The Cutting Edge: Computing / Technology / Innovation : Shocking Claims About Batteries

RICHARD O'REILLY <i> is director of computer analysis for The Times</i>

When Dell Computer Corp. bragged a few weeks ago that the battery in one of its new Latitude notebook computers lasted 17 hours and 5 minutes in an independent lab test, I was intrigued. Short battery life, after all, is the proverbial Achilles’ heel of mobile computing, and Dell was saying it had essentially solved the problem.

Then I had the opportunity to test two of the color models in the Latitude XP family, and in both cases the fancy new lithium ion batteries died in less than three hours. False advertising? Well, not exactly. But as I soon learned, battery life remains a vexing problem, and a definitive solution is nowhere in sight.

That said, I should also say that Dell appears to have gained at least a temporary lead in the hotly contested battery-life race. The company chose to make longer battery life a central feature of its re-entry into the notebook computer market--it had been forced to pull out last year after a string of failed products--and the results are impressive.


The new Dell line ranges in price from a $1,399 black-and-white model with a 33-megahertz 486SX microprocessor to a $5,000-plus fully configured active-matrix color Latitude XP with a 100-MHz 486DX4 microprocessor and a whopping 524 megabytes of hard disk storage.

All machines have built-in 3.5-inch floppy drives and full-size keys. The screens measure about 9.5 inches diagonally, which is just fine for Windows software. They also have a comfortable palm rest and a central track ball below the space bar, much like the original Macintosh PowerBook--a design I prefer.

The most original feature, though, is the lithium ion battery technology, which is also used in some Toshiba laptops. The main advantage of lithium ion batteries is that they weigh about a third less than other batteries of the same capacity and don’t have the re-charging difficulties of nickel metal hydride and nickel cadmium batteries, the main alternatives. The disadvantage is cost: Dell prices the lithium ion battery at $199, compared to $99 for a nickel metal hydride (NiMH) battery. (Nickel cadmium batteries are even cheaper, but Dell does not use them.)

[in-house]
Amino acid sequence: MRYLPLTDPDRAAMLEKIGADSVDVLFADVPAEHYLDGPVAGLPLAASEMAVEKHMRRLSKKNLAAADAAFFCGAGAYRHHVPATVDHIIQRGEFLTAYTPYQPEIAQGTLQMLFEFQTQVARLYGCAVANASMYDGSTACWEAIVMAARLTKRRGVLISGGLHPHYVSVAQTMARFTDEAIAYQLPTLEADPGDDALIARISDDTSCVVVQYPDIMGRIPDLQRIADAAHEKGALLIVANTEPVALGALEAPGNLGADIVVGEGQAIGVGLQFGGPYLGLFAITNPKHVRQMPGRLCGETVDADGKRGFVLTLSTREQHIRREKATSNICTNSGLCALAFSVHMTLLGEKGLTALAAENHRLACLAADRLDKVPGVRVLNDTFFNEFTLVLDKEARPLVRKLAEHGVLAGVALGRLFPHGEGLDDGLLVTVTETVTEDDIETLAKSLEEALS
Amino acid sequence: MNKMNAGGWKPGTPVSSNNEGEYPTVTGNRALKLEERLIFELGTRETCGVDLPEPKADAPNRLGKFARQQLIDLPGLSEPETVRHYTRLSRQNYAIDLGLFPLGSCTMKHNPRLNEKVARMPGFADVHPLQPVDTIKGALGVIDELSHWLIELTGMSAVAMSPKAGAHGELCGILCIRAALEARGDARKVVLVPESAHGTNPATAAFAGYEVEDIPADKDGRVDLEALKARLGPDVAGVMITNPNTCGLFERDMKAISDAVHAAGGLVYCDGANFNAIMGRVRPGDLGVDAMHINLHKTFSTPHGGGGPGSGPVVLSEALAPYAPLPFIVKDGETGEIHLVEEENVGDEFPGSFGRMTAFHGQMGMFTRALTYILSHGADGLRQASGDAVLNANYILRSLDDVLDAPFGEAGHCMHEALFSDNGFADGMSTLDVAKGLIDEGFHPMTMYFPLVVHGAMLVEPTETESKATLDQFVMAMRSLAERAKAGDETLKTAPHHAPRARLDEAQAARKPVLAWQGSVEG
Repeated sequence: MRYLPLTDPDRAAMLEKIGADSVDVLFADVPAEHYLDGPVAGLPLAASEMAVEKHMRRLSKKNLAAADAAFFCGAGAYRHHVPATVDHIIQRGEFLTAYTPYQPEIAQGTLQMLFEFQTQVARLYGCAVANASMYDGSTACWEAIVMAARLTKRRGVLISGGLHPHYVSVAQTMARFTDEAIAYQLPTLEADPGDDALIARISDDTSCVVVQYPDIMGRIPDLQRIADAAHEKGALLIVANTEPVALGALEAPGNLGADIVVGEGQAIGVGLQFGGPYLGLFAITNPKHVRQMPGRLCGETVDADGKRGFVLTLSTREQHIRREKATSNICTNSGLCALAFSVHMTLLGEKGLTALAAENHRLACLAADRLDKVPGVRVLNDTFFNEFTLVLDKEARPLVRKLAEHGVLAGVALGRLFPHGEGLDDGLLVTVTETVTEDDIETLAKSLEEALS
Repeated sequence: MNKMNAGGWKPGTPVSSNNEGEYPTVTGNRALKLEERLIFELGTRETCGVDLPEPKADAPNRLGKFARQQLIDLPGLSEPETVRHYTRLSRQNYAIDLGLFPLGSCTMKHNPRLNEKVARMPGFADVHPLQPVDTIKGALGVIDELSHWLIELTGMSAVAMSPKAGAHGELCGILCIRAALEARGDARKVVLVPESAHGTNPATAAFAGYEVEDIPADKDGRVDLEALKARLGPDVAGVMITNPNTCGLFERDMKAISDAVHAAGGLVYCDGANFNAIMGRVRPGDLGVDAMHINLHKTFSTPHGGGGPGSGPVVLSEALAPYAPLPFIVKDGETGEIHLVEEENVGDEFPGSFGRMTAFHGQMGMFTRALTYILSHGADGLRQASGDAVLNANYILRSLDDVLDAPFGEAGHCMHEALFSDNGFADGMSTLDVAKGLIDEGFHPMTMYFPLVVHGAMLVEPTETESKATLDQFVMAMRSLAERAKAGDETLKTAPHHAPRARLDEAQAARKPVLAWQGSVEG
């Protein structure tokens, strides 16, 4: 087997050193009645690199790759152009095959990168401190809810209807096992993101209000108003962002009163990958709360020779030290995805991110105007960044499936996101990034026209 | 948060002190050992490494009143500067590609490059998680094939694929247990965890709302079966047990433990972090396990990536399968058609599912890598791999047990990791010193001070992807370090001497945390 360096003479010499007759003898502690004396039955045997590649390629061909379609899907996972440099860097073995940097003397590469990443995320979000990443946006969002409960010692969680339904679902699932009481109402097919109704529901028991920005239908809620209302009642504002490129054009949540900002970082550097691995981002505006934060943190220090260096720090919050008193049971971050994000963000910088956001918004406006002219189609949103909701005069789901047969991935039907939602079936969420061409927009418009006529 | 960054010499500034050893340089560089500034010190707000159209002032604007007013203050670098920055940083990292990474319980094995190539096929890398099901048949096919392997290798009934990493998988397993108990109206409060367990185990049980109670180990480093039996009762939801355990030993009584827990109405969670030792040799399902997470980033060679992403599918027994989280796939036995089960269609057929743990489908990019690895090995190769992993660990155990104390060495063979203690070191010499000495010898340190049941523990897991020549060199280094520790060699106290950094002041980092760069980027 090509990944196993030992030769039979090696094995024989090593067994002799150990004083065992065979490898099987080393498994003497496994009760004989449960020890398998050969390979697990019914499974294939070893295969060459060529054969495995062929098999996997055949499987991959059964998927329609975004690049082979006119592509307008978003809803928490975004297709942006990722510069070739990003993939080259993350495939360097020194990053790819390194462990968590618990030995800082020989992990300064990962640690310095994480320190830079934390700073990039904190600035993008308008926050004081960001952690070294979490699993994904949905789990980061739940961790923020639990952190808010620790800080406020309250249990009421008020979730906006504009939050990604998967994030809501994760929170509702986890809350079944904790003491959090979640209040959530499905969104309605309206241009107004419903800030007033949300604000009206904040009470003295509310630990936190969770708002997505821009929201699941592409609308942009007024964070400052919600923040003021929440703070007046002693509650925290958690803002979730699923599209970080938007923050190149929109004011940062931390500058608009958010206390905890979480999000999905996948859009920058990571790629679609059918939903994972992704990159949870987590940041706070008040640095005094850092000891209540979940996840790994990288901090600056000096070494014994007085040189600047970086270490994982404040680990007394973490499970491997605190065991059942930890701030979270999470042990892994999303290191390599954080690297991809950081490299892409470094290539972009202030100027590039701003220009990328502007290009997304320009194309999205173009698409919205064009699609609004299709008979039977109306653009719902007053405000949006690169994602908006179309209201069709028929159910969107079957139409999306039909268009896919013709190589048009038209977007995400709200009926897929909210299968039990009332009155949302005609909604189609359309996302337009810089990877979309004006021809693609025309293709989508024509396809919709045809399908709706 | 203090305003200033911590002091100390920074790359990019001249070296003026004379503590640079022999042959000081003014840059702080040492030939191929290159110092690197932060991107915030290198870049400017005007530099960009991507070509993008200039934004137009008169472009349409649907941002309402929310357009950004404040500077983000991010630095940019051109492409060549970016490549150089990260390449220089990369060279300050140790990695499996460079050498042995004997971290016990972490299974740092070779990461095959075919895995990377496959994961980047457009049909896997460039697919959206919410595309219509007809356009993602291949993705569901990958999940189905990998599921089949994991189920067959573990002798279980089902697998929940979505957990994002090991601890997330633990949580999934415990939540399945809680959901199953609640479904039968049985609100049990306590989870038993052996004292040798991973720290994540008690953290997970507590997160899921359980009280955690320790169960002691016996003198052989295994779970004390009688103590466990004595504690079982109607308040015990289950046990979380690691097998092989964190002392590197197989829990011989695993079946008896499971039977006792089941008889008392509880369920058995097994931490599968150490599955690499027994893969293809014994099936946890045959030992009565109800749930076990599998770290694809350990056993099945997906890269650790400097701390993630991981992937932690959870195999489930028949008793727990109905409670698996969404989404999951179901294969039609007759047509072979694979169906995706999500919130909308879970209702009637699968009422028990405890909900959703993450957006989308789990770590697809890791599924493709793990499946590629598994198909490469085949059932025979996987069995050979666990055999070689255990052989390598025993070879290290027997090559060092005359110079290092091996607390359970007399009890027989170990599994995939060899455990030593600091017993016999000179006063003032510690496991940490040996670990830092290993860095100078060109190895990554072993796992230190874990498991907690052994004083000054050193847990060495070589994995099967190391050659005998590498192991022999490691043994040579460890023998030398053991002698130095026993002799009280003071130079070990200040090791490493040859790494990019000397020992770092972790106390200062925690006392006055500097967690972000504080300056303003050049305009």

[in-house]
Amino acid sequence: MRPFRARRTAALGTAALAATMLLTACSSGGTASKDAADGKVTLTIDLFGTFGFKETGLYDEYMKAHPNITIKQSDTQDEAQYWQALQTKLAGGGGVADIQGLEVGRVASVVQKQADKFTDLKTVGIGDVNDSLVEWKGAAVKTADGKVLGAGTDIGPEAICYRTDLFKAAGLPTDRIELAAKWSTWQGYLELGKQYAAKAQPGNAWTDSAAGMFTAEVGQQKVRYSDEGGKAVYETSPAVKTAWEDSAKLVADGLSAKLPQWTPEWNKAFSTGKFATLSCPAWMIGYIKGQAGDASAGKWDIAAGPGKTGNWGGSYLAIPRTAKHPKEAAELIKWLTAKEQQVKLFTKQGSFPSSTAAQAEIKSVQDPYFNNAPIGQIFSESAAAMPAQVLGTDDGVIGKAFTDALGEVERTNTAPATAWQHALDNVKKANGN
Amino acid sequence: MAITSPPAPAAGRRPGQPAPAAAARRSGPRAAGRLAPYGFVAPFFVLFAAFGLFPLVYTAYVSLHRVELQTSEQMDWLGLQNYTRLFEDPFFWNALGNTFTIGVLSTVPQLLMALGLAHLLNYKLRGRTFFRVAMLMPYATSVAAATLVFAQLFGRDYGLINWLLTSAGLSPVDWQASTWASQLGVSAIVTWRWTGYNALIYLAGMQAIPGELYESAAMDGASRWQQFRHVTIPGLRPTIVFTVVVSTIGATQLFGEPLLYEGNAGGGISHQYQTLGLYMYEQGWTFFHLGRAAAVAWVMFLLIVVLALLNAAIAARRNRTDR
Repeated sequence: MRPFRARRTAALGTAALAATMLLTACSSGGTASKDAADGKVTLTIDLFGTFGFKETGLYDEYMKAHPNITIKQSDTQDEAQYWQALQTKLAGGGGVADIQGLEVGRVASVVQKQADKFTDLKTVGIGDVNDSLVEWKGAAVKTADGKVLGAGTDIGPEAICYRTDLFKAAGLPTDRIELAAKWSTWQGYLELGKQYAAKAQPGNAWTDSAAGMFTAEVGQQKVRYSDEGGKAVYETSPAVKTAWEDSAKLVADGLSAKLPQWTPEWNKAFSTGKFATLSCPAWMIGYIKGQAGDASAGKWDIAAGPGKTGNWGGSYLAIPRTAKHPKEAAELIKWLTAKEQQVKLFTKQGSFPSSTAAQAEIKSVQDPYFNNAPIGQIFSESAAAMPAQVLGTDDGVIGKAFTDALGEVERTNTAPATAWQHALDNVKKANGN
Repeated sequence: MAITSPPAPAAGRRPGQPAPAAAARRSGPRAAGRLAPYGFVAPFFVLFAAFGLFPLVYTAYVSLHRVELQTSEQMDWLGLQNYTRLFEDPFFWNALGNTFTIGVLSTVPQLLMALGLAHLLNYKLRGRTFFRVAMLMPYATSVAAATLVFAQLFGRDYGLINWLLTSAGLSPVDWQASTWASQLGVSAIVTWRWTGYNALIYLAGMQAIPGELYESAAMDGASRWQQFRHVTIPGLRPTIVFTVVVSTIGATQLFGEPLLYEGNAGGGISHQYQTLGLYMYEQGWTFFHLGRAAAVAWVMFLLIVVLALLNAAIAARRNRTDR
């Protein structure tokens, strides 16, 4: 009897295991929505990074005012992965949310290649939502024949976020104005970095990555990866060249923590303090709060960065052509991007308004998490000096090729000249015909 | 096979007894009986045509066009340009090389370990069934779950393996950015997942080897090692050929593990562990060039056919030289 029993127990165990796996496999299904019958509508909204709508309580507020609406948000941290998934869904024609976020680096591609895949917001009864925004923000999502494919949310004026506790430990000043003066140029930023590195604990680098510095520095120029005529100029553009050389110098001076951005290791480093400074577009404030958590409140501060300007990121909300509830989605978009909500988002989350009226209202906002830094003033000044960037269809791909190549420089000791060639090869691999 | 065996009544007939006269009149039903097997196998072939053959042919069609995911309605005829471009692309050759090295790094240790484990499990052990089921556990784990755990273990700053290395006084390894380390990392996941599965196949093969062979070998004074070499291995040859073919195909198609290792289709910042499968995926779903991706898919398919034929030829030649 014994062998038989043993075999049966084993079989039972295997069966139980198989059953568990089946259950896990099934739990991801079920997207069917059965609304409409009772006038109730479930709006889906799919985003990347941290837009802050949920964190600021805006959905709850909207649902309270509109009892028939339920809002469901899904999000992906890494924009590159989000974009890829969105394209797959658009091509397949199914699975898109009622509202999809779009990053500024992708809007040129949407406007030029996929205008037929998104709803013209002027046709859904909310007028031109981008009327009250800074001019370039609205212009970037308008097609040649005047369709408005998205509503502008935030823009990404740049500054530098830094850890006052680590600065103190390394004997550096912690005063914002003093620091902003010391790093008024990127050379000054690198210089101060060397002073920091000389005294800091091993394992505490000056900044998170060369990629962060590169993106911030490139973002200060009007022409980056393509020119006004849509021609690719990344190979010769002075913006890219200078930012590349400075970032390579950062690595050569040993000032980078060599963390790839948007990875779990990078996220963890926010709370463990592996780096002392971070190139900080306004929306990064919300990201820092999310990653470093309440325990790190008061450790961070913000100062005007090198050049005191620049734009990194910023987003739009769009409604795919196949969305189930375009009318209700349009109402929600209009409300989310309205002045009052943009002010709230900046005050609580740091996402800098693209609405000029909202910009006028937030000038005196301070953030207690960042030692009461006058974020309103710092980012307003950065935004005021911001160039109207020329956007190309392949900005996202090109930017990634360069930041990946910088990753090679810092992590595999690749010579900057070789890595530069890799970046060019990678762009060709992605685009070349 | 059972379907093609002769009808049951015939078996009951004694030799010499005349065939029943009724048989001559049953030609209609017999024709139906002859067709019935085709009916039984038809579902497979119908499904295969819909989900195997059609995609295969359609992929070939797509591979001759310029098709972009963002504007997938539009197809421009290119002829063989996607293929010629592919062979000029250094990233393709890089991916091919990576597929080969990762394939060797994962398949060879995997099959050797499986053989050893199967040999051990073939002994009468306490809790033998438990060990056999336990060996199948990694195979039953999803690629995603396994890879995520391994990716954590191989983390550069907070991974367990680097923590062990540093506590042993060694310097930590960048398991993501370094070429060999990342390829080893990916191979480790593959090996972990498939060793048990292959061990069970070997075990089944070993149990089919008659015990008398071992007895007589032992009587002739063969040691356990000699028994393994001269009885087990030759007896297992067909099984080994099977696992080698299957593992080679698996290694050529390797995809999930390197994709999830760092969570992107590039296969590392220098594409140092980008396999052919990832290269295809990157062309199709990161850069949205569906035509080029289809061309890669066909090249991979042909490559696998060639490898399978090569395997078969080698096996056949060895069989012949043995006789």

Now what about this 17-hour life span? For help, I turned to Marc Abrams, special projects manager at VeriTest Inc. in Santa Monica, the independent lab that had tested the Dell notebooks.

The 17 hours didn’t really represent a typical user, Abrams explained. That result was just one from a series of different tests, and it was performed on a 50-MHz model with passive-matrix color screen, which uses less power than active-matrix color. The test scenario basically represented someone who turned the machine on and left it on all day, but mostly with the lid closed and not in use.

Dell achieved such astounding results because its power management system draws far less power when the computer is in “sleep” mode than any computer previously seen at VeriTest: It draws just 10 milliamps of power, compared to the previous champion miser, IBM’s ThinkPad, which draws 50 milliamps. Abrams noted that some cheap off-brand notebooks don’t have a sleep mode at all and merely blank the screen while continuing to draw up to one amp from the battery.